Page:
THE G20 SUMMIT: OUR WORLD IN METAMORPHOSIS
ARTICLE BY ROSALIENE BACCHUS
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The aftershocks shaking nations across the globe, following the collapse of the US financial system, have
undermined our interdependent world economy. The magnitude of our present deteriorating world economy
demands unified global solutions and reforms, and urgent concerted action. For the first time, outgoing US
President George W. Bush convened the leaders of the Group of Twenty
(see Footnote 1),  representing 80
percent of world trade, for a global economic summit in Washington DC on November 15, 2008.

In their
Declaration of the Summit on Financial Markets and the World Economy (see Footnote 2),  G20 leaders
agreed “to work together to restore global growth and achieve needed reforms in the world’s financial
systems.”  Defining the root causes of the current crisis, the Group noted actions already taken by individual
governments and identified additional actions to be taken.

The need for financial markets reform was high on the Group’s agenda. While determining that regulation is
“first and foremost the responsibility of national regulators…,” they called for greater cooperation among
financial market regulators worldwide. They committed to implementing five agreed principles for reform:
strengthening transparency and accountability, enhancing sound regulation, promoting integrity in financial
markets, reinforcing international cooperation, and reforming international financial institutions. Finance
Ministers assumed responsibility for executing the Action Plan, with a timeline for initiating the reform process
and formulating additional expert recommendations. By April 30, 2009 the Group will gather again to review
the action taken.

The proposed inclusion of the emerging economies – such as Brazil, China, India, and Russia – within the
Financial Stability Forum
(see Footnote 3) is noteworthy. Finance Ministers also have the task of reviewing and
adapting the International Monetary Fund (IMF), the World Bank Group and other multilateral development
banks to meet today’s needs. Brazil’s President Luiz Inacio Lula da Silva has called for “bigger participation of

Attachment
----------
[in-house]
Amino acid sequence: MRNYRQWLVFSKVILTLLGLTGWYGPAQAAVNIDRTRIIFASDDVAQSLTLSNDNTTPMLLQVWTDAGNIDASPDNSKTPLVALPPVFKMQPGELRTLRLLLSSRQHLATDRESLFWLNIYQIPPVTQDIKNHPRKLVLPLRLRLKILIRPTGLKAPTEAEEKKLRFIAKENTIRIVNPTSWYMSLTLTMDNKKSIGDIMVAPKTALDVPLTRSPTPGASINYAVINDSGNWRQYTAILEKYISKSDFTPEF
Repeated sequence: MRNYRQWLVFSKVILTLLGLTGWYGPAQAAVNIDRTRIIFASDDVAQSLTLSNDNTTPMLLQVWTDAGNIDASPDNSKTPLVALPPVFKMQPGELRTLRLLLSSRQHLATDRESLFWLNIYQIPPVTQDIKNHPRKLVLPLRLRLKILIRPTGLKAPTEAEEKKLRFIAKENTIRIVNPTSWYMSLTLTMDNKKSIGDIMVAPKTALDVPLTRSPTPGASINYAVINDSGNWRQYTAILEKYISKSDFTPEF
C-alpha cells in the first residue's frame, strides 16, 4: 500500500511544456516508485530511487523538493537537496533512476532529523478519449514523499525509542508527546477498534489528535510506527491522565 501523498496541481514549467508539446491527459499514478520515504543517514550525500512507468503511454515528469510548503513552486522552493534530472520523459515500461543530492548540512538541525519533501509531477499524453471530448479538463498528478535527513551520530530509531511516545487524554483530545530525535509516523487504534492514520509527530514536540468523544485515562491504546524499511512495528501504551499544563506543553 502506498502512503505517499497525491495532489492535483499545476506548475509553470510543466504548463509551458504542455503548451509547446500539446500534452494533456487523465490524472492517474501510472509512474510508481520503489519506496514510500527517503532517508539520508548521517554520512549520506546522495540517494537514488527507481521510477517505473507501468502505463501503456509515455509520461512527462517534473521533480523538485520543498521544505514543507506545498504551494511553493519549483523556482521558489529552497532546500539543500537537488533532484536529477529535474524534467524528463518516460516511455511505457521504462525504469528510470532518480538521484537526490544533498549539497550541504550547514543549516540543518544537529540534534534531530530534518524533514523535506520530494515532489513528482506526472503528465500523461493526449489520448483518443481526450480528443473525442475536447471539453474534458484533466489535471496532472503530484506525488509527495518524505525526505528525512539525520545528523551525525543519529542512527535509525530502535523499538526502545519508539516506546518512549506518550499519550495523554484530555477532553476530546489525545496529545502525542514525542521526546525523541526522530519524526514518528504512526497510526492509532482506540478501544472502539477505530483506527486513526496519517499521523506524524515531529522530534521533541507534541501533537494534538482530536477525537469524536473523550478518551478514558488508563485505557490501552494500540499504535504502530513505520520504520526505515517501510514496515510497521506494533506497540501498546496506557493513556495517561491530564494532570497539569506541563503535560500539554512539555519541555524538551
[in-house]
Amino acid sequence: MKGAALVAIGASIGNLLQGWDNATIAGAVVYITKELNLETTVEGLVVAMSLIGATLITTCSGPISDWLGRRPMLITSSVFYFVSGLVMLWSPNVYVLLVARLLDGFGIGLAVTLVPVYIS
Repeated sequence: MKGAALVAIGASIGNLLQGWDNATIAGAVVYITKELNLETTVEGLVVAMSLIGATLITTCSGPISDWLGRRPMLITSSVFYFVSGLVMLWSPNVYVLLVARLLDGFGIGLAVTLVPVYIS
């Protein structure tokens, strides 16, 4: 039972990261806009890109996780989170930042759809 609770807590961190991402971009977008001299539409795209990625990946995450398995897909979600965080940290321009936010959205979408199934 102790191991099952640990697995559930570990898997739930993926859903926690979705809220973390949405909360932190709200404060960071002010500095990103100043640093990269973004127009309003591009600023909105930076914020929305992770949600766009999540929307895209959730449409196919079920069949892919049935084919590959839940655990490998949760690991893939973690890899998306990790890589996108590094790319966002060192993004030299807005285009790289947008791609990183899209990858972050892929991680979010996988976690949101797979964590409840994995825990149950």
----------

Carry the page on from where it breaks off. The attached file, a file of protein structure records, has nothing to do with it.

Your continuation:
developing economies” in these institutions.

During these times of financial uncertainty, Group leaders recognized the need to avoid over-regulation and
protectionism. As a consequence, they agreed not to impose new barriers or restrictions to investment or
trade in goods and services over the next 12 months. There was also a renewed commitment to conclude
negotiations of the stalled WTO Doha Development Agenda.

Not all demands were met at the G20 Summit. There was no redrawing of the global financial system, no
creation of a global financial market enforcer or reference to coordinated government stimulus packages.
Nevertheless, as World Bank Group President Robert B. Zoellick said in his statement on the Summit: “It is a
positive step forward that leaders of developed economies are now meeting together with leaders from the
rising economic powers. But the poorest developing countries must not be left out in the cold. We will not
solve this crisis, or put in place sustainable long-term solutions by accepting a two-tier world.” The next four
months will demonstrate the capacity of our world leaders to work together to achieve real change for the
betterment of all the world’s peoples.


Footnotes
  1. Known as the G20: Argentina, Australia, Brazil, Canada, China, France, Germany, India, Indonesia, Italy, Japan, Mexico,
    Russia, Saudi Arabia, South Africa, South Korea, Turkey, the United Kingdom, the USA, and the European Union. Learn more
    at www.g20.org/G20/.
  2. Copy of the Declaration can be viewed on The White House website at www.whitehouse.gov/news/releases/2008/11/
    20081115-1.html.
  3. For more information about the FSF and its members, go to www.fsforum.org/index.htm.


Article published in the Guyana Journal, Guyana Journal Publication, Inc., New York, USA, December 2008, p.10.
Reprinted with permission.
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